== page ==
Lyrically, Rachel Myall impresses with emotional storytelling à la Dolly Parton and the melancholic romanticism of songwriters like Tim Buckley, while her sublime vocal maturity reminds of singers such as Laura Marling. Her new single ‘Two Sides of Me’ is an emotional portrayal of the inner struggles and strains that relationships can cause. Taken from the upcoming EP ‘Science’, Rachel’s vocal perfection and lyrical sharpness form a beautiful sonic experience that the singer herself likes to describe as melancholic folk blues.
As a musician who cannot read or write music or play an instrument, Rachel’s song writing is underlined by a natural disposition that delivers an enthralling honesty and purity to her sound. Her songs are stories told through the juxtaposition of beautiful melodic vocals with truthful, hard-hitting lyrics.
“I have taught myself how to write songs over the years“, she says, “it starts with me writing the lyrics and working out the melody/rhythm/structure. Usually a line or two goes round my head for ages then the rest comes together pretty quickly after that. I then build up the music in my head. I can hear the instruments that I want, the harmonies, the riffs. I work with other musicians to bring the song to life, singing the parts and explaining what I want, working together to tease out what I’m looking for. So it can be quite a long creative process, piecing songs together bit by bit, but a very interesting and collaborative one.”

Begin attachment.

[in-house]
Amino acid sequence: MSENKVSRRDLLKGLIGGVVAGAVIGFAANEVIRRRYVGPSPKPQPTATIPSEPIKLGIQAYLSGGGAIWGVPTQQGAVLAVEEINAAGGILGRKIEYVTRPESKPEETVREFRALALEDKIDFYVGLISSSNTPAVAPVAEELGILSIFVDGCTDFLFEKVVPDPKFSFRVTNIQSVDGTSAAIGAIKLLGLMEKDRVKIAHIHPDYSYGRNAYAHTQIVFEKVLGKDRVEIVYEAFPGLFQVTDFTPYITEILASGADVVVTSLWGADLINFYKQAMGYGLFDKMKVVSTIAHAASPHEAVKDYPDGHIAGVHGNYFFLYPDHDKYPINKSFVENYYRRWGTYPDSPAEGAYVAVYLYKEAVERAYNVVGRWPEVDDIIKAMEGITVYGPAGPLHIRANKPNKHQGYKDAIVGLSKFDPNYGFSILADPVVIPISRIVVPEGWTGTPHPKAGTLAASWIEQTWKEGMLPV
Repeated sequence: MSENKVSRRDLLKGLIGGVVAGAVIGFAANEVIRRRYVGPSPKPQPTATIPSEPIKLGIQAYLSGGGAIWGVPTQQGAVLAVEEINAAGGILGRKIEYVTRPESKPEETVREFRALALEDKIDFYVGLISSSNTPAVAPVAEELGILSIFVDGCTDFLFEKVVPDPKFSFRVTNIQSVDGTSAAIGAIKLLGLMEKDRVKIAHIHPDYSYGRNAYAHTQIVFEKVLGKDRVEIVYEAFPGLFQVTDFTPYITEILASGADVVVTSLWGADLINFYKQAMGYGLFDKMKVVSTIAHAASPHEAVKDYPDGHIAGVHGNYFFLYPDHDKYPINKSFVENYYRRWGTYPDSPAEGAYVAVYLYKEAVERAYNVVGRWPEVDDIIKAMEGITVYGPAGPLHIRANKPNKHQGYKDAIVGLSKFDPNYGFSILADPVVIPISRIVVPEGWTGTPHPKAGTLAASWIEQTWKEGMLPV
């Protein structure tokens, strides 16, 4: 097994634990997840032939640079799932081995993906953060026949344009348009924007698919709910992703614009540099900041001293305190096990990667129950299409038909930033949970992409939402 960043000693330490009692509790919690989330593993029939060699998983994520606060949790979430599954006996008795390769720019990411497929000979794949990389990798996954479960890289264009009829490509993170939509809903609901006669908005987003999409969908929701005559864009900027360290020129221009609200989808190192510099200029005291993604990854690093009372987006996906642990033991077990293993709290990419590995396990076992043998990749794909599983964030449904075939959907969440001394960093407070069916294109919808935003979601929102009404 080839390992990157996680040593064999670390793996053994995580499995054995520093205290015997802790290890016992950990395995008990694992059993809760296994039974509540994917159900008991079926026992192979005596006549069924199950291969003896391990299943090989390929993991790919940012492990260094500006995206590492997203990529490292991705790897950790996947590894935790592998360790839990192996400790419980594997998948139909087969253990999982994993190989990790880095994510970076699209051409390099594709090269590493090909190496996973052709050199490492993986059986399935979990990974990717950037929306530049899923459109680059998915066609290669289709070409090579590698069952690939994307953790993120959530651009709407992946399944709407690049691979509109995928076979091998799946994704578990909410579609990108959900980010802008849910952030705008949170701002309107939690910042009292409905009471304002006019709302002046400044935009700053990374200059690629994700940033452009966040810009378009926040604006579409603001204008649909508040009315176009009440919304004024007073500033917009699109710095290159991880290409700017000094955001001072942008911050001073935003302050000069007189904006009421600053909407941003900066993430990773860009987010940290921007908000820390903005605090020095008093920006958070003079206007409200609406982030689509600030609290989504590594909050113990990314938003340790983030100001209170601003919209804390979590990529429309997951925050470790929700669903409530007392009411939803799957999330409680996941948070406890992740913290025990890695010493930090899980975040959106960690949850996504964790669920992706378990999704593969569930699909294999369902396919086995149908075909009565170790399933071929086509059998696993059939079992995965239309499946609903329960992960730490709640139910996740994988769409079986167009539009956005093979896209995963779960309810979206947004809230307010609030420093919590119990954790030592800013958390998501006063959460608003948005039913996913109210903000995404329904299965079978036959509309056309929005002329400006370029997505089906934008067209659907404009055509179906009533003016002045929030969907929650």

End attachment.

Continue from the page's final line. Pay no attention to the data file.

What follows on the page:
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The London-based singer started her musical journey from a young age and has been in bands for most of her time. For near future endeavours and the release of her upcoming EP, she has consciously decided to go solo this time. After the break-up of her last band Cymbeline, Rachel wanted complete creative freedom and independence: “I learnt so much from leading a band but it was time to produce a recording that was entirely my own with songs that are very personal and meaningful to me.” The songs on ‘Science’ are a personal portrayal of Rachel’s own life and therefore as intimate as it gets.
‘Two Sides of Me’ was written about the anxieties that getting close to someone can cause: “It is about how the person you’re with doesn’t necessarily know you, they choose to see what they want to see, and you are selective about what you show of yourself. It’s ultimately about being afraid to show the real you.”
Other tracks on ‘Science’ touch upon topics including the explosive chemistry of a short lived romance, poetry by John Keats and about fighting for your dreams. One song was particularly inspired by her travels to South America, taking on influences of Salsa and Bachata. While mainly rooted in folk and blues, Rachel’s sound is taking on a broad range of musical elements, which is particularly underlined by the use of strings, piano, percussion and the occasional trumpet on the EP.
As both a professional songwriter and someone who works in the communications industry, Rachel is very aware of the challenges that self-promoting one’s music comprise. Like so many 21st century artists on the rise she understands that being a musician nowadays automatically means being a manager, a promoter and a publicist at the same time.
Her new EP is a collection of songs written by Rachel in her single twenties in London and forms a very intimate account of a young songstress who puts the experience of growing up in the 21st century into a musical narrative that feeds from a long chain of musical heritage.
The Single ‘Two Sides of Me’ is out now and the EP ‘Science’ is out on 18th March 2016.